Then I got a phone call.
I was asked to come into the hospital… same day… without an appointment… unheard of in the NHS! I remembered that my biopsy results hadn’t come back yet and they said it would only be a fortnight. I was nervous but convinced myself to be positive. It couldn’t be cancer. Not me. Not ever. Then they slid a green Macmillan card over to me and my whole world collapsed.
They passed me onto Charing Cross Hospital, who were best at dealing with my rare cancer. I had ovarian germ-cell cancer but they didn’t know my stage or grade. I learned that ‘dermoid cyst’ is a PG term for a benign tumour and that in the centre of the cyst were cancerous cells. They told me that, whilst it was rare, it was curable and had a great treatment success rate. They gave me the information leaflet and honestly I don’t remember much other than tears after that - it was all a blur.
The limbo period between the initial diagnosis and my first appointment with my new hospital was HELL… not knowing if I had limited time or what my options were was devastating. When I got to Charing Cross in September, the team was incredible and continues to be. They answered all of my questions and made me feel so comfortable. Luckily for me, my cancer was caught early so I was a Stage 1c. My previous surgeons failed to mention that the cyst burst during my surgery and cancer cells may have spilled into my body/bloodstream. We had to act fast.
A week later, I was starting my chemotherapy journey in London. I had to undergo three 3-week rounds of BEP chemo with a one-week inpatient stay at the start of every round. It was tough. The side effects, being away from home and my family, dealing with my new reality. But I did it and frankly I BOSSED it. The nurses and doctors were amazing and with me every step of the way - they heard all of my concerns and investigated as and when they arose. I finished chemo in mid-November 2022 after which, I booked myself and my amazing partner a nice, long, congratulatory holiday to Morocco.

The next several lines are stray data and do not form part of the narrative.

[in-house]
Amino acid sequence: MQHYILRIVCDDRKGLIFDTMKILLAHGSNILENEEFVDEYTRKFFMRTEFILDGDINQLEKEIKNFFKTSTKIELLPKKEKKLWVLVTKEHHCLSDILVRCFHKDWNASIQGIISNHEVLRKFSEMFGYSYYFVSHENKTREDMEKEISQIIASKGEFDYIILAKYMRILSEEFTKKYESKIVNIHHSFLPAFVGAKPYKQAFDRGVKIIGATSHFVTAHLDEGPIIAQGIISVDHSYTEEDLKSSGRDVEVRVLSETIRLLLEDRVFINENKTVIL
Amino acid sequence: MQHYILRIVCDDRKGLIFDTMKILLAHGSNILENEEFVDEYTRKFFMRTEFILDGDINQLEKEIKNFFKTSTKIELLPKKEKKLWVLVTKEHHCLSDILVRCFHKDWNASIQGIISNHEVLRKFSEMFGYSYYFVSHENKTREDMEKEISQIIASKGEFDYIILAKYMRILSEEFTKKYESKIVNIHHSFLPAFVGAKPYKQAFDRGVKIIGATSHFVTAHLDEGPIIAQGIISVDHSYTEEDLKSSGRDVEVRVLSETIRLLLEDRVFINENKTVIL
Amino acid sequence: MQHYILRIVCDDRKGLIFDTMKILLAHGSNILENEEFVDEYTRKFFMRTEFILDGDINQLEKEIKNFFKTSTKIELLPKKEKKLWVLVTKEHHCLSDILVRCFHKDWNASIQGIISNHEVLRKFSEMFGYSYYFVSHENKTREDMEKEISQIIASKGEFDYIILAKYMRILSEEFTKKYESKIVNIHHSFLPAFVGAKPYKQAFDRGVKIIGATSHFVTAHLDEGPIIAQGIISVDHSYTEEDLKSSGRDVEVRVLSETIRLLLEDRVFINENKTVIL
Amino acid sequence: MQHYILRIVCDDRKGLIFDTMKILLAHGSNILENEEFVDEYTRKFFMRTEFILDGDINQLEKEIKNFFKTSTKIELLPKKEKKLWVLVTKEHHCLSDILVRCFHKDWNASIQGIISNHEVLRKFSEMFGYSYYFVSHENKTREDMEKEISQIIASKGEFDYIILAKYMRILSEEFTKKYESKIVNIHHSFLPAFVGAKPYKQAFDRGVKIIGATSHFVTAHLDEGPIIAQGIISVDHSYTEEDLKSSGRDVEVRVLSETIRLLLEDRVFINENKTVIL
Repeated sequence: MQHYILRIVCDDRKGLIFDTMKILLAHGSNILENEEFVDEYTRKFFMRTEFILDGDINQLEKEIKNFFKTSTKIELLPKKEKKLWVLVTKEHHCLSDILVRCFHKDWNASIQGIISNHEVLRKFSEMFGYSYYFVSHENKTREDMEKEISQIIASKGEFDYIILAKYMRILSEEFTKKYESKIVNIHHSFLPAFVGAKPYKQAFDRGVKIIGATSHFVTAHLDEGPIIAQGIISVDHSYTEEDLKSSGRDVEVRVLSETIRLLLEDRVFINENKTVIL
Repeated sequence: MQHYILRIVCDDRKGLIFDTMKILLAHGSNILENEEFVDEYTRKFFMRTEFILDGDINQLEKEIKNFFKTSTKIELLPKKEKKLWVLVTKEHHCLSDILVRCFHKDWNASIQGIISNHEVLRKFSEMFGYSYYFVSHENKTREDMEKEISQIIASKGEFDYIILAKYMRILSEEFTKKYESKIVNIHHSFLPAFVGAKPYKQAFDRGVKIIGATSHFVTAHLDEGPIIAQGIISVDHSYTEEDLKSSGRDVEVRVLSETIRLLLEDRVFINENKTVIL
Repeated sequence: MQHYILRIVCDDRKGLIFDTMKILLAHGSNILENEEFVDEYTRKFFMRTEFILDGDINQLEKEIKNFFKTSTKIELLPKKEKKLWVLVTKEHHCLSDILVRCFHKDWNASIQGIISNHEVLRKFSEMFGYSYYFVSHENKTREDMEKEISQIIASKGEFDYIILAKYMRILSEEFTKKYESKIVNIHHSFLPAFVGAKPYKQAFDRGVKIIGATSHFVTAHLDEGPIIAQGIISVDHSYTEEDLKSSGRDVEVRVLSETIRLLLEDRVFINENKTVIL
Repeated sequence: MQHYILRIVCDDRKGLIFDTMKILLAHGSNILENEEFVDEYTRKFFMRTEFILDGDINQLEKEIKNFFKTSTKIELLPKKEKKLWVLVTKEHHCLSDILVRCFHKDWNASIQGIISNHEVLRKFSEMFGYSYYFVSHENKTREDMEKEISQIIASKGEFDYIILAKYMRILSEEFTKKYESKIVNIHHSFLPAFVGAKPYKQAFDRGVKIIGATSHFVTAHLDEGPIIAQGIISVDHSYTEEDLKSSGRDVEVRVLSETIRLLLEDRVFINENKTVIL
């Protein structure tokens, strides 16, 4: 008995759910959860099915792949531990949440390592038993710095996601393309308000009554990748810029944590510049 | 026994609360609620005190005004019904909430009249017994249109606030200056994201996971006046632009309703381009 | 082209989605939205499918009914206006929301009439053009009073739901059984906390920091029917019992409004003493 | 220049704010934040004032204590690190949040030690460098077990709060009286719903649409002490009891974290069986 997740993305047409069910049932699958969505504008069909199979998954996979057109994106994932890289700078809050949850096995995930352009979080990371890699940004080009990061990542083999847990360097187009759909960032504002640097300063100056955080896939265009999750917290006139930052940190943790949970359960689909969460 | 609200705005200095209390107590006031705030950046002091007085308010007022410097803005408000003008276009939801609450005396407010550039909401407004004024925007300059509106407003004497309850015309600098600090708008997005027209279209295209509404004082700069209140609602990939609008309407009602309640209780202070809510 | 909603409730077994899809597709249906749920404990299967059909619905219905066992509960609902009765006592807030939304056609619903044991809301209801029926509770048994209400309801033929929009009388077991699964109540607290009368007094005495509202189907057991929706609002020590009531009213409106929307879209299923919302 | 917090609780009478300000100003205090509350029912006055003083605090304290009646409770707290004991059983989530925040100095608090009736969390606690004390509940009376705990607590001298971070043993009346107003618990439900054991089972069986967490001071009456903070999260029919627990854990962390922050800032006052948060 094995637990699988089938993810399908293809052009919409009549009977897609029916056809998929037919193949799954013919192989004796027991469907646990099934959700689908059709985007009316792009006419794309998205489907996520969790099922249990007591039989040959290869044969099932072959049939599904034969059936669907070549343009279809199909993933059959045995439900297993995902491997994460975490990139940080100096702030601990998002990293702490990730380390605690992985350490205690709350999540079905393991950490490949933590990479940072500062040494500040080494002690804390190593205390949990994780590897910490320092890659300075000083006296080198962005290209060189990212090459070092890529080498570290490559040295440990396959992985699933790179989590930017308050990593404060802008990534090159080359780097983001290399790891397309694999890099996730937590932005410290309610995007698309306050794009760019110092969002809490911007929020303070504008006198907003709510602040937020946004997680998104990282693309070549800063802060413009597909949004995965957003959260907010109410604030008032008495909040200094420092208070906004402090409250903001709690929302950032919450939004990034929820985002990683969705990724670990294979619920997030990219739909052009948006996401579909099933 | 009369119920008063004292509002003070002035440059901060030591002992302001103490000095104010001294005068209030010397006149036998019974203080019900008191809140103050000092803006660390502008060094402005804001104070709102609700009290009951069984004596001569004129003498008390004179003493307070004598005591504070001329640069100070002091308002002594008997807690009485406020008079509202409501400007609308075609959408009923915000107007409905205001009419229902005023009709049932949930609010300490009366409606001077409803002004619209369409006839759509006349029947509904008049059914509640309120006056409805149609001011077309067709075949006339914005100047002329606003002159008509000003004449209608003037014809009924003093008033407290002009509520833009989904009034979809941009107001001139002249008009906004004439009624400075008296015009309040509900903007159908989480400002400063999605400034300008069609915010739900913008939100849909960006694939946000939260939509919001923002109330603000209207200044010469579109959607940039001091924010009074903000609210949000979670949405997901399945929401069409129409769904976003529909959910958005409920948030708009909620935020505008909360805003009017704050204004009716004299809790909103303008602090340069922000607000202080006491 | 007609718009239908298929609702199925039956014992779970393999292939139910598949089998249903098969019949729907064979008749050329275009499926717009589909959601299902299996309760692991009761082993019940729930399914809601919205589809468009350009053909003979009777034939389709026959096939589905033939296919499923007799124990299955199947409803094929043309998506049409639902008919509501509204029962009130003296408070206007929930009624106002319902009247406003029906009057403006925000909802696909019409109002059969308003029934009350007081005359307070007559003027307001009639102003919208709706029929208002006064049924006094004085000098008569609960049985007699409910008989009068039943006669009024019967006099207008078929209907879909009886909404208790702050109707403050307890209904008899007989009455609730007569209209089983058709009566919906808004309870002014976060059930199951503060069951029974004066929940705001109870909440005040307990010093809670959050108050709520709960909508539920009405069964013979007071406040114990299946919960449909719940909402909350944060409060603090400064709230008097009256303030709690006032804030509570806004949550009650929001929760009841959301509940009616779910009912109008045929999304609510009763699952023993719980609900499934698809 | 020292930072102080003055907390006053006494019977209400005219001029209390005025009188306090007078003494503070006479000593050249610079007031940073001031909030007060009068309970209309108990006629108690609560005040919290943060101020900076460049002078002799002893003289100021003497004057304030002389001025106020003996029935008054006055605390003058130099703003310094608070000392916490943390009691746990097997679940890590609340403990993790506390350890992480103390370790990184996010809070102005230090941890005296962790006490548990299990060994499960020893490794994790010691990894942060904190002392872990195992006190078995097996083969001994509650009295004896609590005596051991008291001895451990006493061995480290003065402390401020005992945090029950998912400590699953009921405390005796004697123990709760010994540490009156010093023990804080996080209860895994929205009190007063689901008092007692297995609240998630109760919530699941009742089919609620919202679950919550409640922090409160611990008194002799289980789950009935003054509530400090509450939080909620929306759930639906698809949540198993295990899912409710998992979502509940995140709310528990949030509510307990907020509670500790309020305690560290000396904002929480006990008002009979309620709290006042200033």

December 2022 I was booked in to have my left ovary and fallopian tube removed as a failsafe. I was discharged on Christmas Eve. This was a large operation and I was out of action for a few months afterwards. It was a success and the scar is now a beautiful reminder of how strong I am.
Cut to now: I am still nervous about the future. I’ve been given a provisional ‘all-clear’ but am still under surveillance by the team and have regular scans and bloods. I have an appointment to begin the process of freezing my eggs this summer - I’m 25!! The fertility aspect is still sensitive for me as I’ve always wanted to carry my own children and now that future is uncertain. I wouldn’t wish what I’ve gone through upon anyone but it has given me such a unique perspective on life. I love life and I try to live in the present moment. Amazing charities like this one have given me such support and opportunities and I think it’s so important to get the message out there that it could happen to you so trust your body!
If there’s three things I want you to take away from my story it’s this:
1. Be positive - the body follows the mind.
If you’re in a negative headspace your body and physical symptoms will reflect that; stay positive and who knows what your body can do?!
2. Be spontaneous - life is too precious and short to worry about what other people think. Do what makes you happy and never look back! There are more important things than money or Netflix!
3. Be-lieve in yourself - if something doesn’t feel right, push for your voice to be heard and believe in what your body might be telling you.